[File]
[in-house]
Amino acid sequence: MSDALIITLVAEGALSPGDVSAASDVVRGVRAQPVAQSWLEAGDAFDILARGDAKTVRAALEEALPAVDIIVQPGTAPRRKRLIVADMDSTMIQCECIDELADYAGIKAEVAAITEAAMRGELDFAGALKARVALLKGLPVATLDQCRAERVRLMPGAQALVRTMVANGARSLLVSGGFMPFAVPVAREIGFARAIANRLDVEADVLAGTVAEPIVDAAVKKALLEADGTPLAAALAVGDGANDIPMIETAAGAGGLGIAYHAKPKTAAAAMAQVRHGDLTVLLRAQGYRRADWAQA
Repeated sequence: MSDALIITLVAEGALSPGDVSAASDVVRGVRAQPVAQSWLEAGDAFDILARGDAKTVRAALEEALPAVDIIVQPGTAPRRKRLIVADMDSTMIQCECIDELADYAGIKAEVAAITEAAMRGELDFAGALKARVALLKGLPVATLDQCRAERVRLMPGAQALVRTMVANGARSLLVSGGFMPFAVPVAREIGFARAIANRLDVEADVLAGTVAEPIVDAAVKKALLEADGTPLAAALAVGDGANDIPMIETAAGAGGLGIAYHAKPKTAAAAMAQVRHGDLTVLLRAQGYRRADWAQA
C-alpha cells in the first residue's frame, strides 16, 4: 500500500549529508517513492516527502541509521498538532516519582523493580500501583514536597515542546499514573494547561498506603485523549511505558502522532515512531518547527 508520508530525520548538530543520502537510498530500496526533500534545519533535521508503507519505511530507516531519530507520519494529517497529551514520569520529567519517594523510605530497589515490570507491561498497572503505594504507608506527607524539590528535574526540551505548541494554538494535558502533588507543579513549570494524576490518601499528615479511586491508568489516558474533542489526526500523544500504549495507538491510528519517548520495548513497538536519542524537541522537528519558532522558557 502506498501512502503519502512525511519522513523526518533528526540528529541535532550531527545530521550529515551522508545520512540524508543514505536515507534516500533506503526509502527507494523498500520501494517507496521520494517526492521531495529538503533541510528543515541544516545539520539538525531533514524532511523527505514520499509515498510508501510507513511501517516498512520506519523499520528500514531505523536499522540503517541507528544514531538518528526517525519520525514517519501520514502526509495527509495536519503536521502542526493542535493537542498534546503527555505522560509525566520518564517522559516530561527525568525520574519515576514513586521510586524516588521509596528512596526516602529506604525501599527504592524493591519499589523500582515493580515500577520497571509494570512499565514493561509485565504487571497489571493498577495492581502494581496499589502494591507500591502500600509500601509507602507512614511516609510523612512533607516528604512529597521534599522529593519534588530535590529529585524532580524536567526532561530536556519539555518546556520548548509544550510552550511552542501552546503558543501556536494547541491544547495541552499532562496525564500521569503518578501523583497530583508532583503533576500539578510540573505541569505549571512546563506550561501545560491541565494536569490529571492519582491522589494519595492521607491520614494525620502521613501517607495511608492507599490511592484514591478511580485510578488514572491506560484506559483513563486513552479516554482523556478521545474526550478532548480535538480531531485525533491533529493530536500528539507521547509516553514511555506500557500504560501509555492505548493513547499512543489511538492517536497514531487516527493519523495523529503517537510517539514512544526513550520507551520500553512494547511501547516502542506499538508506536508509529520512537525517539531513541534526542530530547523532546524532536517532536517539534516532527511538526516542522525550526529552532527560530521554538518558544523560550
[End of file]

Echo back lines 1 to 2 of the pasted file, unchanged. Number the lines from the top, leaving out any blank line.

[in-house]
Amino acid sequence: MSDALIITLVAEGALSPGDVSAASDVVRGVRAQPVAQSWLEAGDAFDILARGDAKTVRAALEEALPAVDIIVQPGTAPRRKRLIVADMDSTMIQCECIDELADYAGIKAEVAAITEAAMRGELDFAGALKARVALLKGLPVATLDQCRAERVRLMPGAQALVRTMVANGARSLLVSGGFMPFAVPVAREIGFARAIANRLDVEADVLAGTVAEPIVDAAVKKALLEADGTPLAAALAVGDGANDIPMIETAAGAGGLGIAYHAKPKTAAAAMAQVRHGDLTVLLRAQGYRRADWAQA